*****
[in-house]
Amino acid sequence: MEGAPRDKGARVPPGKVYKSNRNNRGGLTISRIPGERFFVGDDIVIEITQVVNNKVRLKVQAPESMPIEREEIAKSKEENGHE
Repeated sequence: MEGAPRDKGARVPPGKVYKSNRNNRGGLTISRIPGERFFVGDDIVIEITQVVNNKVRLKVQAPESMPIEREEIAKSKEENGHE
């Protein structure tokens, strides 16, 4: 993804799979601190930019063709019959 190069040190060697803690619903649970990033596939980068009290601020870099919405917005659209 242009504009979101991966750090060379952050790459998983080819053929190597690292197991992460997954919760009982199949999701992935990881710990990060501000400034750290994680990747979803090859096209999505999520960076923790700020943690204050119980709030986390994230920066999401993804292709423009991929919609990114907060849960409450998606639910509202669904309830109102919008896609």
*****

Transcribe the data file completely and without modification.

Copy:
[in-house]
Amino acid sequence: MEGAPRDKGARVPPGKVYKSNRNNRGGLTISRIPGERFFVGDDIVIEITQVVNNKVRLKVQAPESMPIEREEIAKSKEENGHE
Repeated sequence: MEGAPRDKGARVPPGKVYKSNRNNRGGLTISRIPGERFFVGDDIVIEITQVVNNKVRLKVQAPESMPIEREEIAKSKEENGHE
């Protein structure tokens, strides 16, 4: 993804799979601190930019063709019959 190069040190060697803690619903649970990033596939980068009290601020870099919405917005659209 242009504009979101991966750090060379952050790459998983080819053929190597690292197991992460997954919760009982199949999701992935990881710990990060501000400034750290994680990747979803090859096209999505999520960076923790700020943690204050119980709030986390994230920066999401993804292709423009991929919609990114907060849960409450998606639910509202669904309830109102919008896609």